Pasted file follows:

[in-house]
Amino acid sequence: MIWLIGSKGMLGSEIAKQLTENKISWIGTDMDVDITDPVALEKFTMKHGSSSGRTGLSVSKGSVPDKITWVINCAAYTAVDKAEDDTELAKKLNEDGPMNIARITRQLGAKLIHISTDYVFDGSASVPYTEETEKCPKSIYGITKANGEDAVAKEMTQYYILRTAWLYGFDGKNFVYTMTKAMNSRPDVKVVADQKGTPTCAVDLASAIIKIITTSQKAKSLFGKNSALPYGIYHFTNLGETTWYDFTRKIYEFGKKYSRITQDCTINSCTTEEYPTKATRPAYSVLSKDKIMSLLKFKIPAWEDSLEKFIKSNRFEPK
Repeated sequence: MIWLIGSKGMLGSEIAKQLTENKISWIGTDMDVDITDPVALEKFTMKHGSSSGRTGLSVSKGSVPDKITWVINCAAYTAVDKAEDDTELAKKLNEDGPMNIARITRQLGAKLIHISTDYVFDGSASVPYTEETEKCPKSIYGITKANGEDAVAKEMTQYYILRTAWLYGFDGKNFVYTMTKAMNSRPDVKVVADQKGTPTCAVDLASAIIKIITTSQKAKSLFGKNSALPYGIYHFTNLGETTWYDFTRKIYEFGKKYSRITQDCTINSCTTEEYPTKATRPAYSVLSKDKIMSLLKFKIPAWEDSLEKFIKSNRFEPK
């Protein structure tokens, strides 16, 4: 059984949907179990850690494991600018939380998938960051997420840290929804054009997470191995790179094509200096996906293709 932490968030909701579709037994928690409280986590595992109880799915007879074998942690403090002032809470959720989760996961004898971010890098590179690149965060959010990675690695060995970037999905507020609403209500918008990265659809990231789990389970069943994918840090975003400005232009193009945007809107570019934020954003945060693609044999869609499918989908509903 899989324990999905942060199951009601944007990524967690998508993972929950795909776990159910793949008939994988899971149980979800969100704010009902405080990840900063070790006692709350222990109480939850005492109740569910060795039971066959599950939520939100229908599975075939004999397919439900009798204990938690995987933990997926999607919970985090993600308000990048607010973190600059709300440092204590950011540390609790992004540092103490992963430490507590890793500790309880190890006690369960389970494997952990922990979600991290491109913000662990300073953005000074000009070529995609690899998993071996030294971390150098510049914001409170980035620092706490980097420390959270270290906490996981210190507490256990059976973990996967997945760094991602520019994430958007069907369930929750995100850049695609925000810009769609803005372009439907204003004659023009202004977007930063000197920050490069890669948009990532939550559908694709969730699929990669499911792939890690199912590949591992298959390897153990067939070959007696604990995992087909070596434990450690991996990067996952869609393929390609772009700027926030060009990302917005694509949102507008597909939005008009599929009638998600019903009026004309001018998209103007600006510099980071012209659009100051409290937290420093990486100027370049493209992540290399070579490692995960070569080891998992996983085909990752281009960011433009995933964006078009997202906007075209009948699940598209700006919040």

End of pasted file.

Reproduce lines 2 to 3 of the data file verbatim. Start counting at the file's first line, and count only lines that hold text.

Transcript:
Amino acid sequence: MIWLIGSKGMLGSEIAKQLTENKISWIGTDMDVDITDPVALEKFTMKHGSSSGRTGLSVSKGSVPDKITWVINCAAYTAVDKAEDDTELAKKLNEDGPMNIARITRQLGAKLIHISTDYVFDGSASVPYTEETEKCPKSIYGITKANGEDAVAKEMTQYYILRTAWLYGFDGKNFVYTMTKAMNSRPDVKVVADQKGTPTCAVDLASAIIKIITTSQKAKSLFGKNSALPYGIYHFTNLGETTWYDFTRKIYEFGKKYSRITQDCTINSCTTEEYPTKATRPAYSVLSKDKIMSLLKFKIPAWEDSLEKFIKSNRFEPK
Repeated sequence: MIWLIGSKGMLGSEIAKQLTENKISWIGTDMDVDITDPVALEKFTMKHGSSSGRTGLSVSKGSVPDKITWVINCAAYTAVDKAEDDTELAKKLNEDGPMNIARITRQLGAKLIHISTDYVFDGSASVPYTEETEKCPKSIYGITKANGEDAVAKEMTQYYILRTAWLYGFDGKNFVYTMTKAMNSRPDVKVVADQKGTPTCAVDLASAIIKIITTSQKAKSLFGKNSALPYGIYHFTNLGETTWYDFTRKIYEFGKKYSRITQDCTINSCTTEEYPTKATRPAYSVLSKDKIMSLLKFKIPAWEDSLEKFIKSNRFEPK